Hip-Hop Fridays: E-Letter To The Los Angeles Times Re: Recording Stars Challenge Music Labels' Business Practices
You have written a very informative article, "Recording Stars Challenge Music Labels' Business Practices" on the music industry's best kept secret: superstar recording artists are paid crumbs compared to the revenue they generate for their labels and distributors. Your piece represents a pretty wide spectrum of artist and legal opinion on the issue and you even had the wisdom to include the political dimension of the issue. Our only quibble with the article is your negligence of the genre with the best horror stories when it comes to getting jerked by record contracts - Hip Hop.
You really should have interviewed Wendy Day, the head of Rap Coalition for your story. There isn't anybody in Hip-Hop and maybe even the music industry who has seen more ignorance, stupidity, greed, and thievery in record deals. She works with artists, lawyers, label executives, their accounting departments, and personal and music business accountants and has seen artists go from rags to riches and back to even filthier rags.
But you should speak to her mainly because I think she understands the concept of an artist union, how it would work, and what has prevented it up to this point, better than any artist does - even Courtney Love and Prince, who you indicate are pushing for an artist union.
The reason why I say she understands it better than Prince and Courtney Love is because she can honestly tell you, among other things, how the same artists who whine about getting robbed in their record deals barely talk to one another to discuss the idea or to even compare notes on their record deals. She understands not just the idea but also the challenges that keep it from becoming a reality. She also understands the industry-created roadblocks designed to prevent artist unity.
Visit her website and get acquainted with her efforts to stop voluntary robbery - Hip-Hop style.
The only group that I think is less likely to form a union than recording artists are professional wrestlers who get treated even worse than recording artists by their "employers".
The reason why I give the edge to professional wrestlers is that for all of the injuries they accumulate - they don't even have health insurance. Now, that is horrible.
The movement toward a Hip-Hop and all-genre union is hindered even further by the actions of record labels designed to keep envy and jealousy running high among fellow artists and by lawyers in the music business who are actually in the best position to help artists fight for better deals but won't do so because they "double dip" and even "triple dip". They often represent both artists and record labels at the same time and some lawyers even get "points" - a percentage of the sales revenue from albums sold by their artists.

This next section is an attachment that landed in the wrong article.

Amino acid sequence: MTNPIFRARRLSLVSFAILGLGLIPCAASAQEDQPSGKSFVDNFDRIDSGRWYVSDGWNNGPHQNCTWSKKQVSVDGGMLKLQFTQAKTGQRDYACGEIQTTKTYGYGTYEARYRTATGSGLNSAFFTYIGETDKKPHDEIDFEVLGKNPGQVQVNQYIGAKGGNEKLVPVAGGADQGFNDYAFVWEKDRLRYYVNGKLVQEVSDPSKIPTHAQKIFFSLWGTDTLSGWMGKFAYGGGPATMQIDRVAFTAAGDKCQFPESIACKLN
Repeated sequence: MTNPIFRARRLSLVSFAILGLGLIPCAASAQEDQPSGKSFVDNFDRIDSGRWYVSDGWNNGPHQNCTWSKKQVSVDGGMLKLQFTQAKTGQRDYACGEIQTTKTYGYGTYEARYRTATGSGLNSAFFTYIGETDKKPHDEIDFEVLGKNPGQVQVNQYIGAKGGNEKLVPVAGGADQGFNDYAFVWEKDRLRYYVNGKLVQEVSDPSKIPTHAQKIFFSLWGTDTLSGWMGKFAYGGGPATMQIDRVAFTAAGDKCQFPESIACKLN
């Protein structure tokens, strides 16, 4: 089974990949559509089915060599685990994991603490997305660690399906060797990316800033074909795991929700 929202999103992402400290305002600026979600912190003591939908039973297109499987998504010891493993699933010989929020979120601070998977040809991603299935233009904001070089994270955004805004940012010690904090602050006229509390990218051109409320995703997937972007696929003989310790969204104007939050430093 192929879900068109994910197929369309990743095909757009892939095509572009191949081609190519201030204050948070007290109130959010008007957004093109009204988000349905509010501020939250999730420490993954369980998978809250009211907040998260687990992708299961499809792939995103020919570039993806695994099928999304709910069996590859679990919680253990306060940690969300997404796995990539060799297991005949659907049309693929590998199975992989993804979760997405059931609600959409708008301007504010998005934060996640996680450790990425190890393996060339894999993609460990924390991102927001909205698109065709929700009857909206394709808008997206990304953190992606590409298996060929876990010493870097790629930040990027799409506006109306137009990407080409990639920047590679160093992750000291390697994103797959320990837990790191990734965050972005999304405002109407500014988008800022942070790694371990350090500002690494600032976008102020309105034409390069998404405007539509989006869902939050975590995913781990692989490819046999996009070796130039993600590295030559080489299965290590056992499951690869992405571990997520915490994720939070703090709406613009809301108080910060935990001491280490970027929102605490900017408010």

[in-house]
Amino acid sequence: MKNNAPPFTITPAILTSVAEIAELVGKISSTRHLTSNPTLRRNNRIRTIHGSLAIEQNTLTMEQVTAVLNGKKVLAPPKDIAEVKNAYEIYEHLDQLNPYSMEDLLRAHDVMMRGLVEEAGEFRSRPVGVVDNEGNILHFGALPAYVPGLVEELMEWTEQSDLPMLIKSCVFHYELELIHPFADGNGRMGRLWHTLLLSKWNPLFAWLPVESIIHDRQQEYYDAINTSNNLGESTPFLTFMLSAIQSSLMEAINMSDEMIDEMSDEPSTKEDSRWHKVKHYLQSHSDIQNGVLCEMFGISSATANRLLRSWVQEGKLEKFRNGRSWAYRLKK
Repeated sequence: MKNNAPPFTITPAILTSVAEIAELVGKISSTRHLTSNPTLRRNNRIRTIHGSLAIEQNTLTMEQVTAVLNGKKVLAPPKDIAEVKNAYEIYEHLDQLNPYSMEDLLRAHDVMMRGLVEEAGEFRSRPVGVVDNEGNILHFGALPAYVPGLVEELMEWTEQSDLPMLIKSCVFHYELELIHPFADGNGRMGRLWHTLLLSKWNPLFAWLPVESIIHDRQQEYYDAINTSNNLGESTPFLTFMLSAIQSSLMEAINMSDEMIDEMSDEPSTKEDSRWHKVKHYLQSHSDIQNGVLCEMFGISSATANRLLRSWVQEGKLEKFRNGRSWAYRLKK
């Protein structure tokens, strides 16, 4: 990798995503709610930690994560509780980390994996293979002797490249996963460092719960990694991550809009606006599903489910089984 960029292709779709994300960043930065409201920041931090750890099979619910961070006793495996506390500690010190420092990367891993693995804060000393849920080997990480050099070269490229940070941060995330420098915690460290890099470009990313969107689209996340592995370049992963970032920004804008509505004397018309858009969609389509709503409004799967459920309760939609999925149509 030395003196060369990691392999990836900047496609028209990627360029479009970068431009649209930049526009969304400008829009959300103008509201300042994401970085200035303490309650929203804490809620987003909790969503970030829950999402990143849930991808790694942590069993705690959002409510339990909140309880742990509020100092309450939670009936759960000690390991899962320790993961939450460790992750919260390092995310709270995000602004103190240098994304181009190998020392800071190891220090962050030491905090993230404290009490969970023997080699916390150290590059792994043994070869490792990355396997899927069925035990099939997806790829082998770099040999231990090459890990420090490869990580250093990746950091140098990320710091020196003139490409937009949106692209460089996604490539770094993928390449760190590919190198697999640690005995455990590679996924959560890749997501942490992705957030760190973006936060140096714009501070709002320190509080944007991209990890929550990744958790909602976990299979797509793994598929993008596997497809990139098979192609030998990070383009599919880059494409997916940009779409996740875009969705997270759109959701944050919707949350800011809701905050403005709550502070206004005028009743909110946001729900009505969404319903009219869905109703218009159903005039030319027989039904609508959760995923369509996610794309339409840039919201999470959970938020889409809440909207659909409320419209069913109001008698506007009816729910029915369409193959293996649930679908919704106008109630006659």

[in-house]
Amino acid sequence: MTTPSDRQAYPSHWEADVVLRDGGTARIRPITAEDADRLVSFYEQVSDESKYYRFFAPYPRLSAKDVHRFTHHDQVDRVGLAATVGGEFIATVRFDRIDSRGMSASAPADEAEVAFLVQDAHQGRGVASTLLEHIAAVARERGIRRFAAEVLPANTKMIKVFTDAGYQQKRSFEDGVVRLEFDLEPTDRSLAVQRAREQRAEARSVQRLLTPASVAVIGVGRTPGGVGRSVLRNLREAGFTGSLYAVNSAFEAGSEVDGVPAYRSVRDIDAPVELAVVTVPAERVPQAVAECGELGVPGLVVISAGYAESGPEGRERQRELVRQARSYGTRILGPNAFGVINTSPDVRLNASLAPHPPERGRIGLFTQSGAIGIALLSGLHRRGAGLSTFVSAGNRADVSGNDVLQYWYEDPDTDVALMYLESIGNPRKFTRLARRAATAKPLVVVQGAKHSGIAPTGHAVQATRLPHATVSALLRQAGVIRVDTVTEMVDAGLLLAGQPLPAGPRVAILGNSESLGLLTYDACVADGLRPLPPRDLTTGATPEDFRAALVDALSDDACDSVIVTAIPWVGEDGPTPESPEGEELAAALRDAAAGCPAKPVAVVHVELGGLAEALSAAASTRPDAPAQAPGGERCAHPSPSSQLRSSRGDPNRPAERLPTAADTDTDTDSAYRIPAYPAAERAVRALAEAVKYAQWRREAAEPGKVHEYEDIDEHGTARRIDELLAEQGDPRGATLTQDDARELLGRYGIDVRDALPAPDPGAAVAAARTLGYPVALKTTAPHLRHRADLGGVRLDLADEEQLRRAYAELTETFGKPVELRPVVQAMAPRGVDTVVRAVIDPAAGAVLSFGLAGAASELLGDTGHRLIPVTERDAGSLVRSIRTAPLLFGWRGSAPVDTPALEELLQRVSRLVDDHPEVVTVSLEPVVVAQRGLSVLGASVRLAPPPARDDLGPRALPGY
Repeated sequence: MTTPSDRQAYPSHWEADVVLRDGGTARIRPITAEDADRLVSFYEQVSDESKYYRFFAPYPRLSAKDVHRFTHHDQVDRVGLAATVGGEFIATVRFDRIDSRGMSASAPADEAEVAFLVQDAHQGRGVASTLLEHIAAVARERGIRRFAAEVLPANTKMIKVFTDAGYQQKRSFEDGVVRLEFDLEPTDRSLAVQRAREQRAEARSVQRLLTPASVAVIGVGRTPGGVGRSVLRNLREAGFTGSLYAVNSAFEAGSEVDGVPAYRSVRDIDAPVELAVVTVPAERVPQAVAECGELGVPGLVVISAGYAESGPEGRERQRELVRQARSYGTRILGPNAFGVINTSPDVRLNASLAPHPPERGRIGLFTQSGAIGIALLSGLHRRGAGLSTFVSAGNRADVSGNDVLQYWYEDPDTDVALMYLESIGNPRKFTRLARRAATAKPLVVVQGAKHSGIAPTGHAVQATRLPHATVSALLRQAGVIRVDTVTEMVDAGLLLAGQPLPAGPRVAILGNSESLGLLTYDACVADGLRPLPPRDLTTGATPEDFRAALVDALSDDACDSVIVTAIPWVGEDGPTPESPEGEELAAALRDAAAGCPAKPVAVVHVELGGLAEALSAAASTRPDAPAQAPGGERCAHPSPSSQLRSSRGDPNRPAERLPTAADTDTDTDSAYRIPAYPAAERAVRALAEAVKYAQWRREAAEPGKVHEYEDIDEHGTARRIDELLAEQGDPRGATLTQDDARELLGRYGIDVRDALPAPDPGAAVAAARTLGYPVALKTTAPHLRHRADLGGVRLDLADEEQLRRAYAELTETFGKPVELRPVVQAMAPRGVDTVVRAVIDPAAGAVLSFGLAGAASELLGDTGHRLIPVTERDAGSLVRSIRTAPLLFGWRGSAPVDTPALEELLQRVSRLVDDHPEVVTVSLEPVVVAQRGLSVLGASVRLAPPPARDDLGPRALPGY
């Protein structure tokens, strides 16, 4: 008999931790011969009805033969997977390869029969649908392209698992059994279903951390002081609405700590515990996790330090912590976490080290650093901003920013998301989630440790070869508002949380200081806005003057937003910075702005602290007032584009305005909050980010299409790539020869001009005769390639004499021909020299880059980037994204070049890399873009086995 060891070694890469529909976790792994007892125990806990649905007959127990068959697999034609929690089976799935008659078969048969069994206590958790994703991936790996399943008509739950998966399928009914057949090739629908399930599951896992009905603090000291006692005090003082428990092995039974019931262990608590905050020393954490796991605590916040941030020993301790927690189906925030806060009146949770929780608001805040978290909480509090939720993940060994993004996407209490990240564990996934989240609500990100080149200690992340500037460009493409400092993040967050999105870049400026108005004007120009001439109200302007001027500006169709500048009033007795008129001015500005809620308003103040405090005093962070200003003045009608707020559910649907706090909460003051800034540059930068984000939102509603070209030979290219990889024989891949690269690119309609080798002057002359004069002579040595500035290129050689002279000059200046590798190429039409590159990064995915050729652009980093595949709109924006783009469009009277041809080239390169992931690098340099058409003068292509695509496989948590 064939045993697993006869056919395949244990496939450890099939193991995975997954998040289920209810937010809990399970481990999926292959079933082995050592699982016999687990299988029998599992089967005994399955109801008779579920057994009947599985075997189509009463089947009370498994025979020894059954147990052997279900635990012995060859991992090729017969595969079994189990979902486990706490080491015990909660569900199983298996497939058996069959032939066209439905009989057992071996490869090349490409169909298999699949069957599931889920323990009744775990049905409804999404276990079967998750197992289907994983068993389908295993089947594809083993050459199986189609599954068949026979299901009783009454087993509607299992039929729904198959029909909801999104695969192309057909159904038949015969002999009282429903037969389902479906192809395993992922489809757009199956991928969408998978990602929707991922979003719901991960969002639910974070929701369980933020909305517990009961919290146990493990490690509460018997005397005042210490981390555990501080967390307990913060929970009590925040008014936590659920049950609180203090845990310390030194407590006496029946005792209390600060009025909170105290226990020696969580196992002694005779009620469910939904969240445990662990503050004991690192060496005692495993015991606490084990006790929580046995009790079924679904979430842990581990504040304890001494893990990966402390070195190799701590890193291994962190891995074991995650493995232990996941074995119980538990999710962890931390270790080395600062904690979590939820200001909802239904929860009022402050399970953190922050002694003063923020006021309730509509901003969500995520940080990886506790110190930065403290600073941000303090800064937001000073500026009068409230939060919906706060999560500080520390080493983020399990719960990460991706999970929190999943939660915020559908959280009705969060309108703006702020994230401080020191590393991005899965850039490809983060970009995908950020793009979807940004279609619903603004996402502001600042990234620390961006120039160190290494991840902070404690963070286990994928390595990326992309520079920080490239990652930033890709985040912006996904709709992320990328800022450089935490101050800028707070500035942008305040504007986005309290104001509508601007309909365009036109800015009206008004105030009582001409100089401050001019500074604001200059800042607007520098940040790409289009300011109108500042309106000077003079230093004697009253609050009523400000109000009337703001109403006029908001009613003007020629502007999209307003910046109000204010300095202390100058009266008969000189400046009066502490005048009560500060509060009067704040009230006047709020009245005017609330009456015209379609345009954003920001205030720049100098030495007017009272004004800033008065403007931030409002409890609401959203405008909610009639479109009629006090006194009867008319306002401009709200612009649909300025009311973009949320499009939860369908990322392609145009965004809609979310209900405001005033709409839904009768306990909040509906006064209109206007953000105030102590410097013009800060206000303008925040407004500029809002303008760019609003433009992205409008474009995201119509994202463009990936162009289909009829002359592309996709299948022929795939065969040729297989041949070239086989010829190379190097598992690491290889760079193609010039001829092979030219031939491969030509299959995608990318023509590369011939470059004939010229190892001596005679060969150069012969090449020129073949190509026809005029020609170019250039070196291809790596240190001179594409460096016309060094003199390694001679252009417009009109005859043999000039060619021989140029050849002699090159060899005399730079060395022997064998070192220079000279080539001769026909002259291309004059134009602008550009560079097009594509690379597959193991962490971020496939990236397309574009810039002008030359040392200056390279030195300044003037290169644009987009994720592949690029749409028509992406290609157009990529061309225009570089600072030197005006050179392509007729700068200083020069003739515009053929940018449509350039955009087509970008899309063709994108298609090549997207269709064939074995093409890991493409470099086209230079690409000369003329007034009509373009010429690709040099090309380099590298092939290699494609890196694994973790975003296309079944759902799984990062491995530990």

How can a lawyer truly be looking out for his artist if he is getting cut in on the deal as well? It is not entirely impossible but it certainly should raise some ethical and business concerns, at least.
I know several lawyers in the music business who have, at the same time, represented the artist, the record label the artist is signed to, and the record executive who runs the label who the artist is signed to!
While I have spoken to him several times and think that he is a great lawyer and author, Janet Jackson's lawyer Donald Passman, who you quote in your piece, typifies the problem. His defense of the record labels on the grounds that they sink such enormous investments into recording projects is pitiful and I think that Courtney Love responded to his apology for the record labels quite well.
I think it is tragic that artists feel they have to run to the US Congress for help. Sadly, that approach never works as numerous members of the House and Senate are in the pocket of the music industry and the media conglomerates that sell music. Not to mention the fact that government regulation is a recipe for further legal entanglements and the creation of further disincentives to innovate.
The best approach to getting the best deal for artists is their own unity in the marketplace. By talking to one another and forming a "union" - formally or informally; and by controlling the timing of the delivery of their creative works, artists have more than enough power to overcome a century-old payment system that is archaic and oppressive and operates against the best of market economy principles.
The ball is really in their court.
Thanks for enlightening all of us.
And we look forward to your Part II dealing with the Hip-Hop industry.
Friday, March 30, 2001